The New Climate Debate
The New York Times' Andy Revkin has been one of the few reporters writing on global warming to point out what every serious energy expert in the U.S. has long known: new regulations alone won't do nearly enough to reduce greenhouse gas emissions.
In a 2002 Science article by New York University physicist Martin Hoffert and 16 other leading energy experts, Hoffert et. al argued that, "although regulation can play a role, the fossil fuel greenhouse effect is an energy problem that cannot be simply regulated away." It is a conclusion overwhelmingly echoed by other leading analysts, including the UN IPCC and the Stern Review.
What's required, energy experts agree, is not just a price for carbon, but also massive public investments to deploy clean energy technologies so we can achieve the performance and price breakthroughs needed for these new technologies to be picked up worldwide, including in places like China and India whose development is being fueled by cheap coal and oil.
Indeed, given how quickly China is bringing new coal plants on line, the most important thing we can do is bring down the price of new clean energy sources as quickly as possible. Direct public investment in innovation is a faster means to this end than gradually making dirty energy sources expensive so that clean energy sources gradually become cost-competitive.
In a forthcoming paper for the Harvard Law and Policy Review, "Fast Clean Cheap," we argue that a regulation-centered approach would only achieve 10 - 30 percent emissions reductions in the U.S. by 2050, whereas we need 80 percent emissions reductions in the U.S. and 50 percent emissions reductions worldwide by then if we are to avoid catastrophic global warming.
Revkin understands this, which is why he writes on his blog:
All the slow gains from market forces quite clearly... don't get the energy system out of fossil mode in time to avoid serious climate consequences.
Stuck in the older pollution paradigm, the environmental lobby has long put virtually all of its political eggs in the regulatory basket. Environmental groups like Environmental Defense, NRDC, the Sierra Club, and UCS -- the groups with the most influence (with Democrats) in Washington -- have simply never seriously lobbied for a massive investment in clean energy.
Joe Romm, Arthur Smith, and David Roberts claim that this isn't the case, that the environmental movement has always advocated for big investments. But they make this assertion without offering a whit of evidence to back up their claim.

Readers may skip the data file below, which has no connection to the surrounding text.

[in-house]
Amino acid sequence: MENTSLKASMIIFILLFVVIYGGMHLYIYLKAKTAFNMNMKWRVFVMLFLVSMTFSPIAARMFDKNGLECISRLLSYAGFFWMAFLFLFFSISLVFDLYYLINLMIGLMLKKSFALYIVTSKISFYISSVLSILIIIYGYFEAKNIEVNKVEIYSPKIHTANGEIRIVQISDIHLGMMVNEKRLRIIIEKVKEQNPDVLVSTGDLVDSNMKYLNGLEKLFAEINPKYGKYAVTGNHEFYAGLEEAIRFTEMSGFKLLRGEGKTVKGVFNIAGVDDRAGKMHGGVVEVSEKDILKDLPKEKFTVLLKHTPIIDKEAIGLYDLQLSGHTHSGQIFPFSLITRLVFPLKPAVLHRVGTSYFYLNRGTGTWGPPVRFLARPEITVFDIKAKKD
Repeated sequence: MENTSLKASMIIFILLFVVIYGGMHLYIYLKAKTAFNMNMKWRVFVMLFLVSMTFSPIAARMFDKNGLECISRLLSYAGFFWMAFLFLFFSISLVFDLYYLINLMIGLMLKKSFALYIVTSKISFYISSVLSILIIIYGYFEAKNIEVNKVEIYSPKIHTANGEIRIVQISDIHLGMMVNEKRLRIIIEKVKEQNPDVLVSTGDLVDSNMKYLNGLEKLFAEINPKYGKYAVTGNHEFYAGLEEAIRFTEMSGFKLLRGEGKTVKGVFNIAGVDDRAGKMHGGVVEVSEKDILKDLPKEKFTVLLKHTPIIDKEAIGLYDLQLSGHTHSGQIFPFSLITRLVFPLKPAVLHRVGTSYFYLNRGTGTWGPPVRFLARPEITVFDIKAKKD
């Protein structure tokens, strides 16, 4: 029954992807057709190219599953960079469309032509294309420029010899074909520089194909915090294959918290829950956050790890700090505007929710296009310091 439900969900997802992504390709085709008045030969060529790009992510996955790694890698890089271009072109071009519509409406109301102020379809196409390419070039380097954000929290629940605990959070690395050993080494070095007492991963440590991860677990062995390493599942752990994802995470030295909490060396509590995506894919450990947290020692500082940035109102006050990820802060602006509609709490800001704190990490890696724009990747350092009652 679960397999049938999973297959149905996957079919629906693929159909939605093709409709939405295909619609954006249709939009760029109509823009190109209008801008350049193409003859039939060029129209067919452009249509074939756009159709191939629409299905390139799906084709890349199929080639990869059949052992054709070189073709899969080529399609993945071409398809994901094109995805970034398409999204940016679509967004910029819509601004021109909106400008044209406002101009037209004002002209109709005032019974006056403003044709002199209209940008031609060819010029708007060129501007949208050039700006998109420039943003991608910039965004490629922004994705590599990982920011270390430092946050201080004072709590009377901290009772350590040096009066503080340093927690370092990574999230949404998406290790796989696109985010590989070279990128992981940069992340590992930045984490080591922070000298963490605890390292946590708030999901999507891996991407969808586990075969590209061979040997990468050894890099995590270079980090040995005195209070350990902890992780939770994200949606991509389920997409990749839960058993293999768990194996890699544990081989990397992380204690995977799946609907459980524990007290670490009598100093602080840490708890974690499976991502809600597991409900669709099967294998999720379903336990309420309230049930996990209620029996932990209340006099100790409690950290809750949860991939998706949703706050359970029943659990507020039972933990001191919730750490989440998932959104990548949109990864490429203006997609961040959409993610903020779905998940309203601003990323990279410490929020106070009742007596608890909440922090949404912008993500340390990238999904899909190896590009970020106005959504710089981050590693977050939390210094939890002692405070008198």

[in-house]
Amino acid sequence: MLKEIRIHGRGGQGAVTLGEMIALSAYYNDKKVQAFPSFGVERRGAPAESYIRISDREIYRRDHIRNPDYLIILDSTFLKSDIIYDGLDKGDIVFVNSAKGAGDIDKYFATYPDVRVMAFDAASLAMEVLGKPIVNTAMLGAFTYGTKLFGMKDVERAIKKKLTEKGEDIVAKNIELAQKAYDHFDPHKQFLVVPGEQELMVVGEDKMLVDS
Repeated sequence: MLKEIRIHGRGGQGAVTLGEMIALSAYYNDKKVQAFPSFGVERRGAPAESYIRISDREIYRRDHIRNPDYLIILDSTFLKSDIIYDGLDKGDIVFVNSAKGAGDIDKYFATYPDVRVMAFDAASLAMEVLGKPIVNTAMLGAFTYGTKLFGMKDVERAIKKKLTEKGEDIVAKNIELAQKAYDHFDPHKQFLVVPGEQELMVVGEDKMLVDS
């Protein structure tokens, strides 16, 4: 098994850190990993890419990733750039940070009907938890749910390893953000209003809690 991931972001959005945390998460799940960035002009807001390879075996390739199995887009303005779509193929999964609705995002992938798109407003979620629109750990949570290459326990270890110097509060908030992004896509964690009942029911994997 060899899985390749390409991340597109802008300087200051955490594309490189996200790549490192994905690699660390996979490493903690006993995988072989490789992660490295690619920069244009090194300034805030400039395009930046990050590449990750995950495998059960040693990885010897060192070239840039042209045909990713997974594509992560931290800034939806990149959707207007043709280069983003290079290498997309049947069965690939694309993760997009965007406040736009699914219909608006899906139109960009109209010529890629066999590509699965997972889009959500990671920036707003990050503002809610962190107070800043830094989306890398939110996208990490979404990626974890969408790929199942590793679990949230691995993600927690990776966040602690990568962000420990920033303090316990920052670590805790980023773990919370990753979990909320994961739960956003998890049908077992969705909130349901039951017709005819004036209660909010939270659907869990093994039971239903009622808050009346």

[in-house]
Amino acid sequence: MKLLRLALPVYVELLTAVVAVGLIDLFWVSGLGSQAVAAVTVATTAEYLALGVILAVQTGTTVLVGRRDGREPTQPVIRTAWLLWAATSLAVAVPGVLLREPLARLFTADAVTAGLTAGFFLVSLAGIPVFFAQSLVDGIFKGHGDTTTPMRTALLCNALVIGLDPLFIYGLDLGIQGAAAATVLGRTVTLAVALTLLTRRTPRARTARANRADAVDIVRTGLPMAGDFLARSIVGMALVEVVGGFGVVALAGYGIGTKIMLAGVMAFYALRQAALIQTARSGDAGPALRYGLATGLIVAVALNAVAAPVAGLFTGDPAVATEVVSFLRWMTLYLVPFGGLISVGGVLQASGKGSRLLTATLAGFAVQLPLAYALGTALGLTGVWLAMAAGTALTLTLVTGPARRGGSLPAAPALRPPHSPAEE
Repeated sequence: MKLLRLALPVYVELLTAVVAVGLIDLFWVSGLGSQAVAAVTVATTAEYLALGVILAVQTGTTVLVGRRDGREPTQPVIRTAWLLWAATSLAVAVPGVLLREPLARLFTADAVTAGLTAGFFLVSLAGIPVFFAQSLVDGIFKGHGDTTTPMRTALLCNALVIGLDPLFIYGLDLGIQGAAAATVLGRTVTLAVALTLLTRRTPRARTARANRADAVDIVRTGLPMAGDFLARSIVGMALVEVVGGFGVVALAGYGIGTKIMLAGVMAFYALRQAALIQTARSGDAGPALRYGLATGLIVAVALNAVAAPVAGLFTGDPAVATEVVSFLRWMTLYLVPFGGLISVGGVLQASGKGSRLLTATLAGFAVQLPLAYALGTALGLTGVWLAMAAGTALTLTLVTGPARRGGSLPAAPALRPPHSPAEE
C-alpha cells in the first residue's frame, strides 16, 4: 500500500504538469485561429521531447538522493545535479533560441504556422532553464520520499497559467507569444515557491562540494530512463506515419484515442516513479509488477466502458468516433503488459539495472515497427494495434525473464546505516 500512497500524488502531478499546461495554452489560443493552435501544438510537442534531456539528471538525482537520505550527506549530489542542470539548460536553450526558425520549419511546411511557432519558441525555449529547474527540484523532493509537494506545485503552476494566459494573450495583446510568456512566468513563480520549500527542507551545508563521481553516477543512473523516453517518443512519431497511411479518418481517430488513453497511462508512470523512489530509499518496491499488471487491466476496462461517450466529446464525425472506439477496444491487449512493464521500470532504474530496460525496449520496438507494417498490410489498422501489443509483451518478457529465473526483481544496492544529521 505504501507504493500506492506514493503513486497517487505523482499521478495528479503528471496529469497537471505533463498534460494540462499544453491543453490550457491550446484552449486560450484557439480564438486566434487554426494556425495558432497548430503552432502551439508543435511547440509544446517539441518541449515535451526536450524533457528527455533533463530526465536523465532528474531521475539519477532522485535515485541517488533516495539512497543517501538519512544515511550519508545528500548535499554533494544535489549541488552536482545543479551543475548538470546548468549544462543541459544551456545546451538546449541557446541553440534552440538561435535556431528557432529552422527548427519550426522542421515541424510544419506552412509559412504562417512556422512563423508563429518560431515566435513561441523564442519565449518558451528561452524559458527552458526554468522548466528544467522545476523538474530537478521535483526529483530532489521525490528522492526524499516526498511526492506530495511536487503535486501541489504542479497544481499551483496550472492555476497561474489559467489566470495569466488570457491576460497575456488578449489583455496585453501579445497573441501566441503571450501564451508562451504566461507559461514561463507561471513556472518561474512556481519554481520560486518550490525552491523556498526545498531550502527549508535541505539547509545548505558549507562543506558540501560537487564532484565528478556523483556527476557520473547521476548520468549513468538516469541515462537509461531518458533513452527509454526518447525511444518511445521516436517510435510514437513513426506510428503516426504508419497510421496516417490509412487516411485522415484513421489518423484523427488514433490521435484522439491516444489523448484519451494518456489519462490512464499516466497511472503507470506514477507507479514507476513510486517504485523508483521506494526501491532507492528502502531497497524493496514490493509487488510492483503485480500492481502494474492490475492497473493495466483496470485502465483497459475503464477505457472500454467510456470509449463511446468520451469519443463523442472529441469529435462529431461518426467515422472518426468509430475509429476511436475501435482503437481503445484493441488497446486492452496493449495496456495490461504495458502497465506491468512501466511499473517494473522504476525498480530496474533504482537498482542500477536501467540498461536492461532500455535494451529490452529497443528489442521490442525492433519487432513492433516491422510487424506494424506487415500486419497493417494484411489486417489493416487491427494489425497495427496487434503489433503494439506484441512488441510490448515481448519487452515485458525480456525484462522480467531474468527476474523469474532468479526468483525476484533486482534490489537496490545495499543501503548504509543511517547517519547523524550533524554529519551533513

That's because they have no evidence. The top priorities of environmental groups have for two decades been higher fuel economy standards, new efficiency regulations, renewable portfolio standards, and greenhouse gas limits. Major public investments on the order of $30 to $80 billion a year have never been a priority for environmental groups.
You do need an energy revolution to empower something like 9 billion people by mid-century, all of whom want out of poverty. That has not been a forefront message of any environmental group I know of.
It's not only not the their message, it's not their policy priority.
It's not enough to blame the carbon lobby for political inaction. In the 30 years since Amory Lovins wrote his seminal piece on clean energy in Foreign Affairs, in the 20 years since James Hansen declared that global warming had arrived, and during all of Joe Romm's tenure at the Department of Energy, greenhouse gas emissions and our oil addiction have increased.
An investment-centered agenda is the right policy and the best politics. Romm and the rest of the environmental lobby have failed to enact transformational action in Washington, and rather than acknowledge their failures, and reconsider their approach, they are calling for more of the same.
The good news is that there is a new generation of thinkers who recognize that global warming is an urgent priority and that the regulation-centered agenda can't get us where we need to go.
The old global warming debate was between those who thought global warming was serious, human-caused, and requiring action and those who didn't. That debate is coming to an end.
In its place is being born a new debate, one centrally focused on solutions. Revkin's new blog has provided a place for thoughtful discussion about new ideas -- and it has arrived just in time.